A Few Very Fine First Lines

These past few weeks I’ve mostly been reading short fiction. This is also the form I’m writing right now (and it will be my focus when I attend a writing retreat in Massachusetts this June.)

Today I’d like to share a few beginnings from my recent readings. Rather than a first line or first paragraph I’m going to share the first two. I love to see how even a couple of lines can fit together and spark. I wonder about the writing process behind them (did they come out together in the first draft–find each other in revision?) Isolating lines in this way also has me revisiting some of my own beginnings–thinking about how they might hit my reader’s mind.

These beginnings differ in length, style, and tone. Some invite the reader in by plainly offering the occasion for the story, while others get right into the emotional architecture of a character. Perhaps some seem rather…unremarkable on their own, but they really do serve their story remarkably well (finish the story and you’ll see).

So here we go–a few fine first lines of stories recently loved:

. . .

Once there was a man who happened to buy God’s overcoat. He was rummaging through a thrift store when he found it hanging on a rack by the fire exit, nestled between a birch-colored fisherman’s sweater and a cotton blazer with a suede patch on one of the elbows.

“A Fable with Slips of White Paper Spilling From the Pockets” by Kevin Brockmeier

. . .

Lenore was happy to sever her friendships. It’s for a higher cause, she wrote in her journal the day before they left.

“Spanish Moss” by Chad Gusler

. . .

Syl had put up pictures of Brian in every room in the house–she had the ones Evan and Angie emailed printed at Black’s because she wanted the baby around all the time, as if he lived in their house instead of so far away. The snapshot in the kitchen was from the baby’s first moments on earth, flushed and scrunched, pink and blue, wailing and naked.

“Sweet” by Rebecca Rosenblum

. . .

I am quitting a boy like people quit smoking. I am not quitting smoking.

“Carry Me Home, Sisters of Saint Joseph” by Marie-Helene Bertino

. . .

We liked the house because, apart from its being old and spacious (in a day when old houses go down for a profitable auction of their construction materials), it kept the memories of great-grandparents, our paternal grandfather, our parents and the whole of childhood.

Irene and I got used to staying in the house by ourselves, which was crazy, eight people could have lived in that place and not have gotten in each other’s way.

“House Taken Over” by Julio Cortazar

. . .

It was summer, the middle of July, the middle of the twentieth century, and in the city of Toronto one hundred people were boarding an airplane.

“Right this way,” the lipsticked stewardess cried.

—  “Home” by Carol Shields

. . .

The twilight of evening. Big flakes of wet snow are whirling lazily about the street lamps, which have just been lighted, and lying in a thin soft layer on roofs, horses’ backs, shoulders, caps.

—  “Misery” by Anton Chekhov

. . .

And fellow short story readers, I’d love to hear from you. Read any fine first lines lately?

17 thoughts on “A Few Very Fine First Lines”

  1. I usually enjoy reading short stories, but haven’t picked up a collection for a while. One of the last collections I read was ‘Ten Tales Tall & True’ by Alasdair Gray. My favourite first lines in these stories was from one called ‘Time Travel’, which opened with the following:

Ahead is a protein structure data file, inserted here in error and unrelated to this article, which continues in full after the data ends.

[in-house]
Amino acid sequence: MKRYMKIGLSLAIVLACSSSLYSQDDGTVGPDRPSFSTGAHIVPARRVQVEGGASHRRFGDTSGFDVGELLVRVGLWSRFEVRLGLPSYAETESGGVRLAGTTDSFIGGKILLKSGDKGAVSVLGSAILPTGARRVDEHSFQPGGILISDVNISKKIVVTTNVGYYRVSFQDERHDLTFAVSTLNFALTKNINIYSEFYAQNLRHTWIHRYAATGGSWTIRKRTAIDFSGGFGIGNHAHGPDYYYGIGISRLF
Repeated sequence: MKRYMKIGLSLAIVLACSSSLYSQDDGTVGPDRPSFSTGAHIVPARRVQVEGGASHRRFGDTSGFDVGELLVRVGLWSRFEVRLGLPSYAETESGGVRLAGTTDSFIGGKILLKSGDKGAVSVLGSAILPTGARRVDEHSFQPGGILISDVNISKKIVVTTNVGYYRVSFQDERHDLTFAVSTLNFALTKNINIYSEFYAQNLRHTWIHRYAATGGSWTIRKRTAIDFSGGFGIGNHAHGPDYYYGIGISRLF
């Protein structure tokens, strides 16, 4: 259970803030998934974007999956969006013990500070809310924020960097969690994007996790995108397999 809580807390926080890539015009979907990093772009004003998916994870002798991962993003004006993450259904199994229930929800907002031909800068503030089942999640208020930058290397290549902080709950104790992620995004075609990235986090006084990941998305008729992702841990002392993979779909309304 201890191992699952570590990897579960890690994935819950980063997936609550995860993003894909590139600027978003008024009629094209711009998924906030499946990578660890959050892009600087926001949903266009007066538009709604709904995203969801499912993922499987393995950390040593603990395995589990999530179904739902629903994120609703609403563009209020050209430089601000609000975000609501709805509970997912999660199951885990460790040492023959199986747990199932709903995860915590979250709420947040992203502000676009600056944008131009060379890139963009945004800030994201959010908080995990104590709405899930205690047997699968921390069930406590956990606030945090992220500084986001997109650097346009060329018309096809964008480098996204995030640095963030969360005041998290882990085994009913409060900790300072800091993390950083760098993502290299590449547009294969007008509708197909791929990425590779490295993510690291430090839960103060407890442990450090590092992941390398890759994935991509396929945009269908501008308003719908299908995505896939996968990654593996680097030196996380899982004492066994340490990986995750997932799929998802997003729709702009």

‘I discovered an odd thing about my left foot when about to pull on a sock this morning. In the groove between the second and third toe, reckoning from the big toe, is a small grey pellet of chewing-gum.’

  2. Adele, these are scrumptious. I’m returning to fiction after a number of years reading and writing almost exclusively spiritual formation or ecclesiastica. I understand, by way of the obtuse, that we have a common friend in Barbara Lane. This makes me happy for, to know her, is to already be her friend. I’ll e-tap her shoulder and have her stop by.

  3. This one, from A Giant in the House & Other Excesses by Daniel Pearlman, which I’m currently reading:
    Jamie’s mother was so sure she’d be having a girl that she tagged her son with the name long reserved for her dream-daughter. Continuing to give the finger to embryological destiny, she further ignored convention by refusing to change the pink decor, which she’d spent months blissfully assembling, to the gender-appropriate blue.
    — “The Fetal Position,” by Daniel Pearlman

  4. How about: “MRS. MOONEY was a butcher’s daughter. She was a woman who was quite able to keep things to herself: a determined woman.” My favorite. From Joyce’s “The Boarding House”

  5. I love opening lines, although I tend to remember the ones of favourite novels better than short stories. But an unforgettable one has got to be Kafka’s ‘When Gregor Samsa awoke one morning from restless dreams, he found himself transformed, in his bed, into a giant insect.’

  6. So glad more people can enjoy these lines. Thanks for commenting, all–and I appreciate the enticing lines some of you have shared as well. Just amazing how much can be packed into a sentence or two…

  7. I loved the first excerpt! May have to look out for that opne. At the moment i’m reading The Elephant Vanishes by Haruki Murakami, which are short stories, nothing of note to relate though sadly.

  8. These are fabulous. I particularly am intrigued as to what was in God’s coat pockets. And, given my recent post “We liked the house because…” appealed to me. Thank you for sharing.

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